Thursday, March 7, 2013

A Tribute to Our Embattled Magazines

The e-revolution has threatened the printed word like nothing else.  Book publishing is in a tailspin, newspapers are slashing their operations, and now many venerable magazines are either hemorrhaging money or going bust.  I've been quite alarmed at how people who see themselves as electronic sophisticates are taking such a dismissive stance at this change, gloating as if they have somehow "won" by being a part of the cyberworld.  (The way that the Dailykos site has long crowed about the decline of newspapers, which do actual hard reporting, rather than mere news aggregation and opinion flogging, has long irritated me.  Are any "Kossacks" going to report on world events from Greece or Syria?)

Thinking about the decline of traditional magazines, as inevitable as that might be, fills me with sadness, for magazines played an important role in my education.  Growing up in an isolated small town on the Great Plains, magazines were one of the few quality conduits I had to the outside world.  The local newspapers were painfully parochial, local radio middle of the road, TV as vapid as ever, and the internet but a dream.

So much of my cultural development came with the help of the glossy pages of magazine.  Quite often I walked down to the local Walgreens to pick up a copy of Spin and Rolling Stone, and read about music that I had no chance of hearing where I lived.  During school band or debate trips to bigger cities like Lincoln or Omaha, I would break away from the main group during our meal times so I could go to the record store and buy up albums that got good reviews.  (Either the music journalist seal of approval or hearing underground songs via 120 Minutes on MTV determined much of my music purchasing.)  I bought Pavement's epochal Slanted and Enchanted purely because Spin had named it album of the year for 1992.  Until I popped the cassette into the tape deck of my Mazda, I hadn't heard a note of Pavement's music.

Despite the help they gave me in developing music taste in a cultural wasteland during my high school days, magazines actually did the most good for me when I was a pimple-faced middle schooler.  Back in those days I would take a short walk to the public library after school, and wait for my parents to get off of work and pick me up.  I spent that time in the library sitting on the couches in the magazine section, reading practically anything I could get my hands on.  The issues were all ensconced in little plastic binders, like semi-sacred objects.  Each week I read the big three news mags (Time, Newsweek, and US News and World Report), Sport magazine (I had a subscription to Sports Illustrated, so I read that at home), Rolling Stone, and whatever political magazine caught my eye, usually either The National Review or The New Republic.  (My politics weren't fully formed yet.)  All of this magazine reading gave me a tremendous amount of background knowledge about the world, and certainly sparked my interest in all kinds of topics in the years to come.  I kept up my habit of reading the news magazines in high school, and added The Economist to the rotation when I hit college, along with forays into The Nation, The Utne Reader, and The New Yorker.  As a college student, I rewarded myself after studying in the library with some magazine time.  When I spent my year abroad in Germany, my girlfriend at the time sent me her back issues of The Nation, which I cherished.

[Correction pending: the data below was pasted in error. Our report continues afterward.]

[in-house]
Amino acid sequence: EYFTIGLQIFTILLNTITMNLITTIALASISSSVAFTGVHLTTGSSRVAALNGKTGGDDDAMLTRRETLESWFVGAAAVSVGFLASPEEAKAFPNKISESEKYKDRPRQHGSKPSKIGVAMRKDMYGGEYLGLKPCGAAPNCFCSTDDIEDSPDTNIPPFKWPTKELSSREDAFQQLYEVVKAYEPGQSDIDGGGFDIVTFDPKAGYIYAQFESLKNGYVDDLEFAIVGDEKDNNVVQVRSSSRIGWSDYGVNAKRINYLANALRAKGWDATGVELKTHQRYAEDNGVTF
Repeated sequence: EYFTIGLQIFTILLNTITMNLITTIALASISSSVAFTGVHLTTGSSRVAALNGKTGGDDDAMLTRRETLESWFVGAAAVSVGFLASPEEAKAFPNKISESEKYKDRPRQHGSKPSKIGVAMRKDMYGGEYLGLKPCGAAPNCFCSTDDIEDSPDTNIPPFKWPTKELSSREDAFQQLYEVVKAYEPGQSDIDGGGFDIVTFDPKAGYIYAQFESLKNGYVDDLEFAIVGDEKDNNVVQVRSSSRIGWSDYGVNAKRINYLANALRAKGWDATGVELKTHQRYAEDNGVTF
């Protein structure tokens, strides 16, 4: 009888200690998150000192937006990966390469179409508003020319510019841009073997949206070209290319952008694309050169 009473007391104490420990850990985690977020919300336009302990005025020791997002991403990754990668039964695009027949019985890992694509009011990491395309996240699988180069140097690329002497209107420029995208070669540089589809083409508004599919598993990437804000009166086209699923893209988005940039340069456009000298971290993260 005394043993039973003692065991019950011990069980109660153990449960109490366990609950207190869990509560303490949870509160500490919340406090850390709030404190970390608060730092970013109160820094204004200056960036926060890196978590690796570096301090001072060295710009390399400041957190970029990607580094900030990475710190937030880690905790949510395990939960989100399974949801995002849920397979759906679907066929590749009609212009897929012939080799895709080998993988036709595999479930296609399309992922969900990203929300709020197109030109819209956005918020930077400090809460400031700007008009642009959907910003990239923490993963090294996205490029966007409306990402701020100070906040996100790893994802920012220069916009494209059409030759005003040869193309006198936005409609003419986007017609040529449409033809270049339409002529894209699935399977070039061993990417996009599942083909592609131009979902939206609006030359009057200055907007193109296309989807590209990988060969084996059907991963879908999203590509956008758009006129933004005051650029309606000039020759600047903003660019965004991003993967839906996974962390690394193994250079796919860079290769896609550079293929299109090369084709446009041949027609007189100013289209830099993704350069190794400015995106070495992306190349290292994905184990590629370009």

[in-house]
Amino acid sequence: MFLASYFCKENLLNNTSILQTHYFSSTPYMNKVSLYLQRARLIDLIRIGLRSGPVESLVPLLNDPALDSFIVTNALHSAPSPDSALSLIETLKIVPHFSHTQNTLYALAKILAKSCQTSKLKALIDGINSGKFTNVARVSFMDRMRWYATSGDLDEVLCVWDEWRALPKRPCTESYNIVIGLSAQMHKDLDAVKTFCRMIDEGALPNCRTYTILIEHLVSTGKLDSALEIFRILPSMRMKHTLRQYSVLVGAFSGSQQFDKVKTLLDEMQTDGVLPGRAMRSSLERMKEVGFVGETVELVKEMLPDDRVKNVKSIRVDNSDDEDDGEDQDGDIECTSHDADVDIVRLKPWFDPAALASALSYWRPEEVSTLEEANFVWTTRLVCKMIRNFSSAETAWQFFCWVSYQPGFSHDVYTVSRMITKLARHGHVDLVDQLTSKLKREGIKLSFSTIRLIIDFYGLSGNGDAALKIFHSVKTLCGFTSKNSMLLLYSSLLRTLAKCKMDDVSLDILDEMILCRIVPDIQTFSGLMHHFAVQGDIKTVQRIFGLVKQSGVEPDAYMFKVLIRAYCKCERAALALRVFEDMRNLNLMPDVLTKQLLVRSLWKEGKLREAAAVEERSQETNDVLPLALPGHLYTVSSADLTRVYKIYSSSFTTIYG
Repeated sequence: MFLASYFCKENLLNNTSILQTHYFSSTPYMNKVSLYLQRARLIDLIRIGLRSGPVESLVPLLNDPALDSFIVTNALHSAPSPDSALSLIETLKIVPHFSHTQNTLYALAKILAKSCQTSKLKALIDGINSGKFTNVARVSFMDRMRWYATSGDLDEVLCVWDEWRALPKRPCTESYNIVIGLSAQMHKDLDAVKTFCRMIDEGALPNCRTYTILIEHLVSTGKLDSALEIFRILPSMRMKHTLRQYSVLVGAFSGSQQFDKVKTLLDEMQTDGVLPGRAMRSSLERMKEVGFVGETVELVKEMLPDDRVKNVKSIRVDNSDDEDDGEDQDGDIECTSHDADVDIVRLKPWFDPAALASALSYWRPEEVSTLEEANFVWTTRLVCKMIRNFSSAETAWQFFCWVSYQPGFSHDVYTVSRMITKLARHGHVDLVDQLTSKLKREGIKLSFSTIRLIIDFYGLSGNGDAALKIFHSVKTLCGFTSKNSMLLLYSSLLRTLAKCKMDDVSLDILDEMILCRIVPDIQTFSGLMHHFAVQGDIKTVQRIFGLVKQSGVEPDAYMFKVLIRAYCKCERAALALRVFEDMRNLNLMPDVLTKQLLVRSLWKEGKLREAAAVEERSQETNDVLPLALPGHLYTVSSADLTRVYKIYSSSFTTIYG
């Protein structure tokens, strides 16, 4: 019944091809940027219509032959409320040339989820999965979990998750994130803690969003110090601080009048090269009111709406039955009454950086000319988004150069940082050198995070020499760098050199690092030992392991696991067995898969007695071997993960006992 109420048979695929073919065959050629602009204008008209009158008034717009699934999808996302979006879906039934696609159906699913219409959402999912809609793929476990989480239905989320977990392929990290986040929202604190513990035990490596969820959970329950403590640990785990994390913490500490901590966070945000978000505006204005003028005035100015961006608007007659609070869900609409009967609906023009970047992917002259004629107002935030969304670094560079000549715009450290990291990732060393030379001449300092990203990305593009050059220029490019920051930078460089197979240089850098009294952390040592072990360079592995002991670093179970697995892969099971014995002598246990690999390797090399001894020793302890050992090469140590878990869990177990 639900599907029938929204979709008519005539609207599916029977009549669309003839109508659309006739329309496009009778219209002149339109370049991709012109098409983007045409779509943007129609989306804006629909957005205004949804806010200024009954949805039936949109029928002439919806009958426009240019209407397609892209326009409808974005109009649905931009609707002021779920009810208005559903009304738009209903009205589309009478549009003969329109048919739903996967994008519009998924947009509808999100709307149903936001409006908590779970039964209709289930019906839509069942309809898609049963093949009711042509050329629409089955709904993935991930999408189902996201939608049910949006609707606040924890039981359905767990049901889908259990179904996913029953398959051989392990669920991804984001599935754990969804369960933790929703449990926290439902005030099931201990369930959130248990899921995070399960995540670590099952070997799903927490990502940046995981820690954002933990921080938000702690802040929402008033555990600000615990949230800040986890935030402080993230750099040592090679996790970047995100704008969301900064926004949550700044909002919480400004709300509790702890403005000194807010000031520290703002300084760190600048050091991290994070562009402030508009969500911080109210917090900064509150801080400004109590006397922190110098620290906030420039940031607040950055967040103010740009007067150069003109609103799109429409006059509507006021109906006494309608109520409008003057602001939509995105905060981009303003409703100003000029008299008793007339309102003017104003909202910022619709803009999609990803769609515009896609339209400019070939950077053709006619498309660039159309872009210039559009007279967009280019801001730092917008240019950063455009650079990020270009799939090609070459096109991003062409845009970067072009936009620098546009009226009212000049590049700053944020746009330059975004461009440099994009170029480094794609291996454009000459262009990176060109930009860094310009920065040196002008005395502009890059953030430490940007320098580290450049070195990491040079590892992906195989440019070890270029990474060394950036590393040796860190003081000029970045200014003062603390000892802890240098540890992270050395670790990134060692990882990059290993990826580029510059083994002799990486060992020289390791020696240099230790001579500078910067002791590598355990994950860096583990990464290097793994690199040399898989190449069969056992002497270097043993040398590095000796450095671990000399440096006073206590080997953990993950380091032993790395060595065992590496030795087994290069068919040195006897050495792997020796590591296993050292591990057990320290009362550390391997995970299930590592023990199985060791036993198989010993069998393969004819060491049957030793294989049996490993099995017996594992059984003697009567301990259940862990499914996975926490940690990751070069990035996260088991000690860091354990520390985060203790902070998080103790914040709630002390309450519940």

Those adolescent afternoon hours spent reading magazines in the public library after school may have done more to hone my mind and engender my intellectual curiosity than anything else in my life.  These days I have a New Yorker subscription, and whenever I get the chance, I like to go to the bookstore and buy a couple of magazines.  What many of these publications do, like the Oxford American or Weird N.J., can't really be replicated on the computer screen, their combinations of text and visuals only work when you hold them in your hand.  And, truth be told, because magazines are edited, the writing is of better quality than most of the stuff put out on the web, including this blog, which would not exist had I not spent those two years immersed in magazines.

Footnote: I idolized Nirvana as a teenager, and when they finally landed on the cover of the Rolling Stone, I cut the cover out and taped it to the closet door in my room.  That image (pasted above) gave me the strength to be a weird, passionate person in a school full of conformists.

1 comment:

Nicholas Koerner said...

I have a similar problem with online comic books. Comics are my guilty pleasure and its just not the same seeing Superman doing something super heroic on the computer screen. Fans of manga are facing similar problems. The word on the page and the text-image relationship in comics, manga, and magazines can't be replicated by any other medium.